How American Buddhists use Zen riddles to imagine who they are

The koan is one of the most recognizable East-Asian spiritual exercises—a thought experiment in the form of a riddle or puzzle that Zen Buddhists employ to become enlightened. Well-known examples include the question “What is the sound of one hand clapping?,” "Does a dog have Buddha-nature?," and the injunction “If you meet the Buddha on the road, kill him.”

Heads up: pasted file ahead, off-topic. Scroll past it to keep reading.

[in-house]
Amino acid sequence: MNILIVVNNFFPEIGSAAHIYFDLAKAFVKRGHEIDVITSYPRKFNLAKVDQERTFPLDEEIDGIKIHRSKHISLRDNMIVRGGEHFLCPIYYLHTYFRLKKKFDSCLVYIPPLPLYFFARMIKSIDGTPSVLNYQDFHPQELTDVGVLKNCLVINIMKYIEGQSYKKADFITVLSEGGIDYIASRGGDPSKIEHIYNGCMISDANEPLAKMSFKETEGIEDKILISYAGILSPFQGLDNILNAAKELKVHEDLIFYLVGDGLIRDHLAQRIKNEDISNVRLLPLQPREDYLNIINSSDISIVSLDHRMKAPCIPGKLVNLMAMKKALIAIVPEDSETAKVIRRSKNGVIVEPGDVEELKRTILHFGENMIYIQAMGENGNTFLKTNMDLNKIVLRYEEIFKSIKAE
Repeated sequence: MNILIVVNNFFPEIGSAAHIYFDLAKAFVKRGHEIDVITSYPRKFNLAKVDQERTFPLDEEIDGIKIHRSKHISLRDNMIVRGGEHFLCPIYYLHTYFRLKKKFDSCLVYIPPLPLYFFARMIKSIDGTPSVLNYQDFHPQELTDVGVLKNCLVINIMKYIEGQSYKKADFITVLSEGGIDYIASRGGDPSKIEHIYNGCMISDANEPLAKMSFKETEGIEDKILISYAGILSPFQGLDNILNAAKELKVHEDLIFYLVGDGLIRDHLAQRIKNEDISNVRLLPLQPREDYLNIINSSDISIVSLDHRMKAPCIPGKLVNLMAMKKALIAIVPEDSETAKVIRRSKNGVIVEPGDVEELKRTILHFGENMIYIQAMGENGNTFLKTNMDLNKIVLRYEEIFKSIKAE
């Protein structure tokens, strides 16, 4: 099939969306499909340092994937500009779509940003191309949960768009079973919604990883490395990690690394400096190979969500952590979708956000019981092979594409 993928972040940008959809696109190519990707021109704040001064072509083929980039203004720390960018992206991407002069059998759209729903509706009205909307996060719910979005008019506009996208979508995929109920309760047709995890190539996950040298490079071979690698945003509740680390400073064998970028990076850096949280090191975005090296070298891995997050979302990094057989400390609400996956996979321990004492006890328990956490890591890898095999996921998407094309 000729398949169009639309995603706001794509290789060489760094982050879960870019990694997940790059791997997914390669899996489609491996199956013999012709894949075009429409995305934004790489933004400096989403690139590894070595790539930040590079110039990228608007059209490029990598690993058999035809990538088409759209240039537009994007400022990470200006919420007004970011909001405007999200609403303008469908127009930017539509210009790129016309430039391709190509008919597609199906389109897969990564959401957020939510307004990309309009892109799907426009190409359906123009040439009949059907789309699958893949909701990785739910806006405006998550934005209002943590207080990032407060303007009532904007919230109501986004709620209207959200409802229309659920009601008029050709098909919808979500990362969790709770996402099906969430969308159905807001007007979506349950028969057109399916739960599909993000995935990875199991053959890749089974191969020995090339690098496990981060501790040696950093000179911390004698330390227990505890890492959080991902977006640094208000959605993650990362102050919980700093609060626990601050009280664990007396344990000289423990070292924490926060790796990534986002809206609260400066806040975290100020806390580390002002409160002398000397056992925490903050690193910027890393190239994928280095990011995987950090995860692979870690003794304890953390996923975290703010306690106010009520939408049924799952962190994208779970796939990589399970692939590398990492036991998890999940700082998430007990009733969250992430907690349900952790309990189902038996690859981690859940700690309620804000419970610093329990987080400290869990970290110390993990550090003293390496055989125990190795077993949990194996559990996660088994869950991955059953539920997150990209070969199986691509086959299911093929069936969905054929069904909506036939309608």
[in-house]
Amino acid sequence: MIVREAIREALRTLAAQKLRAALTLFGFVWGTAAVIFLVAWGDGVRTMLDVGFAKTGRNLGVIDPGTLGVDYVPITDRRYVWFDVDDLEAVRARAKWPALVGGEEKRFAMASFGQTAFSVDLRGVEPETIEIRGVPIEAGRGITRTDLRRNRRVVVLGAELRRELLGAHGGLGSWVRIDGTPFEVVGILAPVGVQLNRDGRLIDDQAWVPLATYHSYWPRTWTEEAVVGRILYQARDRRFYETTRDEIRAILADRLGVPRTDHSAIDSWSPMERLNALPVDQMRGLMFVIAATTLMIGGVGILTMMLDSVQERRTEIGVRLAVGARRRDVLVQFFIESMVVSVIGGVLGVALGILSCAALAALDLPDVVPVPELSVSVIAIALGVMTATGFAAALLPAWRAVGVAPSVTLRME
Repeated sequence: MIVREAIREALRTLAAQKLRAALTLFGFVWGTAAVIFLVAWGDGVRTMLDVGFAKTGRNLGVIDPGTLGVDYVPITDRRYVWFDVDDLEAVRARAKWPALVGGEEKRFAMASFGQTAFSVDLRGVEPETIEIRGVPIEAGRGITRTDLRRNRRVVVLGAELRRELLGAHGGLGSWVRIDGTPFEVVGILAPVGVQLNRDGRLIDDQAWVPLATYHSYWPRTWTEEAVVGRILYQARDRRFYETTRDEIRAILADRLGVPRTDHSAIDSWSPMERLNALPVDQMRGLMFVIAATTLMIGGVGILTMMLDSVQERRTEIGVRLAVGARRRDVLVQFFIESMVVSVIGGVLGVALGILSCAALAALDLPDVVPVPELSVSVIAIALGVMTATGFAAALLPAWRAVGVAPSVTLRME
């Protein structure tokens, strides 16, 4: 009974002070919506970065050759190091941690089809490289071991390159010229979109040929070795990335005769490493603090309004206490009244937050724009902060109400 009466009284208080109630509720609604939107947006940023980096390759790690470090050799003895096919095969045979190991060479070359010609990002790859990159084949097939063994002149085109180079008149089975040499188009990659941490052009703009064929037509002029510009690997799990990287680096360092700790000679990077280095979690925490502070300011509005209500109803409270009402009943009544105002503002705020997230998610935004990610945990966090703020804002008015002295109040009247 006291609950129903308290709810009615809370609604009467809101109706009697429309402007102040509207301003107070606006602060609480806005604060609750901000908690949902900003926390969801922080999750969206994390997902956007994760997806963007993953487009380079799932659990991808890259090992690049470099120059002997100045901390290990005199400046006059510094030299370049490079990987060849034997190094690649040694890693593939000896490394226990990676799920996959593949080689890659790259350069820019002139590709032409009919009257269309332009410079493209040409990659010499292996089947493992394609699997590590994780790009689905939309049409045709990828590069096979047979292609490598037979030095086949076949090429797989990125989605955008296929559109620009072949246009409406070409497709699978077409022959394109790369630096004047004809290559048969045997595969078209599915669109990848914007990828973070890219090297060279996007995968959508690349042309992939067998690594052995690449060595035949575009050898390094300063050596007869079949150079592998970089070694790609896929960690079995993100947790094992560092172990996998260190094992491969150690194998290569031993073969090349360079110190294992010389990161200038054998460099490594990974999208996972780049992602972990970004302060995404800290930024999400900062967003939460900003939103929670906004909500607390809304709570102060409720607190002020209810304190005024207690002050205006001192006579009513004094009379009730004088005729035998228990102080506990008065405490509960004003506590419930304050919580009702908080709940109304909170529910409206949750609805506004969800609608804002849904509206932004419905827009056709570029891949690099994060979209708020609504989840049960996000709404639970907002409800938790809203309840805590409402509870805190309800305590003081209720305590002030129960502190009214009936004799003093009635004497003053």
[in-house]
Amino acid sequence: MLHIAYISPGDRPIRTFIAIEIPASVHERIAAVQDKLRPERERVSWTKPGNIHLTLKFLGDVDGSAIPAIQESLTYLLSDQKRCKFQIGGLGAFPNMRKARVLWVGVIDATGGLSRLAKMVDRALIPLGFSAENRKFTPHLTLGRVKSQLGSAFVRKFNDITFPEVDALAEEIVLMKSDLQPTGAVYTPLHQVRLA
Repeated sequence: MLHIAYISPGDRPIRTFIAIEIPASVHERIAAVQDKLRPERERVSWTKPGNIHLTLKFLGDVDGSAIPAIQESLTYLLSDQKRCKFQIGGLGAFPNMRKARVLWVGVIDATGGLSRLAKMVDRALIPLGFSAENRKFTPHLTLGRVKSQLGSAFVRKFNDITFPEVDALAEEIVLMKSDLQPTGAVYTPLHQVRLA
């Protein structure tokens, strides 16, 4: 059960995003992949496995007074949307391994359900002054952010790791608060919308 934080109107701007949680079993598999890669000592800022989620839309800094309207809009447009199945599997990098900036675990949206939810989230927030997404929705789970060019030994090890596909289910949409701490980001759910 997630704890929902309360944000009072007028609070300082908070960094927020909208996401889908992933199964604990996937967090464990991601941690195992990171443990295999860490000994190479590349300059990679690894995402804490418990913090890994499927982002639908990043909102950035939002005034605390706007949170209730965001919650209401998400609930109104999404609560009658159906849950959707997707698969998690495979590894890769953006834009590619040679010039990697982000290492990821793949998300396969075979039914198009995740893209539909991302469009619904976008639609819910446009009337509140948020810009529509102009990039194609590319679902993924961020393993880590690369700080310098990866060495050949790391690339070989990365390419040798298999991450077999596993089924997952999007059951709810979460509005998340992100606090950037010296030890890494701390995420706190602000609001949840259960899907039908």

In American Koan, Ben Van Overmeire examines the literary function of these ancient dialogues in autobiographies of modern Western writers such as Natalie Goldberg, Peter Matthiessen, Philip Kapleau, Ruth Ozeki, and others. Through his attentive analyses of these authors, Van Overmeire unveils the rich world of American Zen literature and delves into the meaning of success and failure in Zen; how women find a place in this patriarchal tradition; how to combine Zen insight with compassion; and the illusory nature of linear time. Critical yet empathetic, this is a scintillating study of how Americans become Buddhas.
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